Model Minority Publication Launch – Saturday, January 24 at 3 PM

Model Minority Publication Launch
Saturday, January 24 – 3 PM
Heritage Hall, 83 Essex St., Guelph

Join us for the launch of Model Minority by participating in collective reading of the text, rich conversation, and warm soup with the Gendai Gallery, People of Good Will, and Publication Studio Guelph. Model Minority is an assemblage of the readings, articles, ephemera, and archives discovered and created from Gendai Gallery’s year-long programming series issued under the same name.

The stereotype of a “model minority” is a problematic concept that intersects deep within the ambiguity of the existing condition of multiculturalism in Canada: a figure that is diligent, consumerist, and hard-working. From 2013 to 2014, Gendai investigated a more radical version of a multicultural society through the lens of the “model minority”, a figure that functions to stratify and reify racial hierarchy while strengthening the template of the dominant culture and its power constructs. This program, called Model Minority, contested the pretence of a unified Canada built on a foundation of diversity and passive coexistence.

Within the year, the scope of Model Minority involved research, workshops, screenings, and commissioned series that dissected the contradictory concept. Aptly, the publication of the same name which has been developed from this program at Gendai has been conceptualized as a ‘kit’ that extends Gendai’s nomadic, process-based public platform for the production of new dialogue, alliances and creative research to be used as a functional resource for readers. We invite readers to unpack the construct of “Minority” outside of official state discourse to see if evidence of a more critical or even radical multiculturalism might emerge through conflict, contradiction and solidarity, in the context of our settler-colonial legacies.

The book presents new texts by Liz Park, Jinhan Ko, Kerri Sakamoto, Dan S. Wang and Ryan Wong; artist projects by Alvis Choi, Jacqueline Hoang Nguyen and Will Kwan; interviews with filmmakers, Angad Bhallah, Christine Choy and Min Sook Lee; reprinted texts by Mona Oikawa, Richard Day, and Gordon Pon; and a montage of historical “counter-models,” from Yuri Kochiyama, The Chinese Laundry Alliance, Jesse Nishihata to Grace Lee Boggs.

Texts and Contributions by:
Angad Bhalla, Tings Chak, Alvis Choi, Christine Choy, Richard J.F. Day, Jacqueline Hoang Nguyen, Jinhan Ko / Instant Coffee, Will Kwan, Mona Oikawa, Liz Park, Gordon Pon, Kerri Sakamoto, Min Sook Lee, Vincent Tao, Dan S. Wang and Ryan Wong.

Editors: Chris Lee and Maiko Tanaka
Copyeditor: Gina Badger
Designer: Chris Lee
Publication Assistance: Angel Chen
Design Assistance: Maggie Chan
Published by Gendai and PS Guelph

Publication Studio prints and binds books by hand, creating original work with artists and writers we admire. It serves as a space for publication in its fullest sense: it doesn’t simply produce books, but also brings people together through the shared experience of reading. Every book is made one at a time as needed. We attend to the social life of a book using any means possible to expand its circle of readers: physical books; a digital commons (where anyone can read and annotate our books for free); eBooks; and wild social events. This breathes life into the written word on paper, online, and through discussion. PS Guelph is the newest member of the Publication Studio family of studios around the world, based at 46 Essex Street, Guelph, Ontario.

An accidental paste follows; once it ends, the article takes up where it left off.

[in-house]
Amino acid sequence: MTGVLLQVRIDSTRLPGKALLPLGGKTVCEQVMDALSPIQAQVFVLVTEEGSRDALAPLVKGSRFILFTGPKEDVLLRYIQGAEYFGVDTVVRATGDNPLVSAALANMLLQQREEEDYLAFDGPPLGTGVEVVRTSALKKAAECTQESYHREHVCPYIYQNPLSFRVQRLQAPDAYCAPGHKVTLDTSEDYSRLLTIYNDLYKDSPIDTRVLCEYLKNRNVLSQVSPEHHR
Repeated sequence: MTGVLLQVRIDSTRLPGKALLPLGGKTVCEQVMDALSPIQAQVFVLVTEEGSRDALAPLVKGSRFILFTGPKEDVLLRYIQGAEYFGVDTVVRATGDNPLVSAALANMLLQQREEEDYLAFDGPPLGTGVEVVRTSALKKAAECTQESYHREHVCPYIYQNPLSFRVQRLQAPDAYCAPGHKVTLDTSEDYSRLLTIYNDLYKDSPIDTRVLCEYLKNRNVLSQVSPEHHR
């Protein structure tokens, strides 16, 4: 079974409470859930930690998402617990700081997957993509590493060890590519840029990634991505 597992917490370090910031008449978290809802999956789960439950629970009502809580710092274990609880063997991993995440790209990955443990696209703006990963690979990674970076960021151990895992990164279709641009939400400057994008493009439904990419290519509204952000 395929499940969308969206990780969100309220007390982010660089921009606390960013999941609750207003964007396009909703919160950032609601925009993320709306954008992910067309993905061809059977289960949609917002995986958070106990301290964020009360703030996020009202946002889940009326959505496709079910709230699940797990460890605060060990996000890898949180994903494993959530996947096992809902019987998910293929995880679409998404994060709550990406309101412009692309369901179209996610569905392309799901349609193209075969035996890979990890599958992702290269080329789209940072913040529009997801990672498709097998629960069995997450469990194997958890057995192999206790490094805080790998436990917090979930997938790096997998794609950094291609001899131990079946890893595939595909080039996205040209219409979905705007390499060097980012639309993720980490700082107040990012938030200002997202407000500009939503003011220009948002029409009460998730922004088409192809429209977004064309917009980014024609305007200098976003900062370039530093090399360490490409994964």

Gendai (a.k.a. Gendai Gallery) is a not-for-profit arts organization based in Toronto that coordinates a multi-disciplinary programme of contemporary art, design, performing arts, literature, cinema, and architecture, with an emphasis on experimental collaborations. Our vision is centered on building dialogues that re-examine existing cultural and political identity positions and notions of cultural diversity today in artistic, collective and inventive approaches.

Heritage Hall (formerly Guelph British Methodist Episcopal Church) has stood at 83 Essex Street, Guelph Ontario, since 1880. The church was built by abolitionists and former fugitive slaves who arrived in the area via the Underground Railroad. Today the Guelph Black Heritage Society preserves the historical significance of this important building by creating a cultural, historical and social centre within Guelph and Wellington County.

People of Good Will is a collaborative project among the Guelph Black Heritage Society, Musagetes, local artists and the interdisciplinary artist collective Postcommodity that seeks to re-imagine the Underground Railroad narrative as a living history and metaphor of cultural self-determination for immigrants and culturally diverse peoples living in Guelph. Over the course of one year the project will produce arts, music, performance and cultural programming that brings the spirit of the Underground Railroad into the present consciousness of people of Ontario.

Taking place over the course of one year, a series of collaborative events between local and international artists, arts programmers, community organizations, and the collective Postcommodity will be featured at Heritage Hall. This series of visual art, performances, readings and music will be specially designed and created just for this space. In exploring the Underground Railroad as a living history of cultural self-determination, these events will showcase the experiences and perspectives of diverse local communities. Through this project, Postcommodity seeks to examine contemporary contexts of intercultural relationships, power and determinism.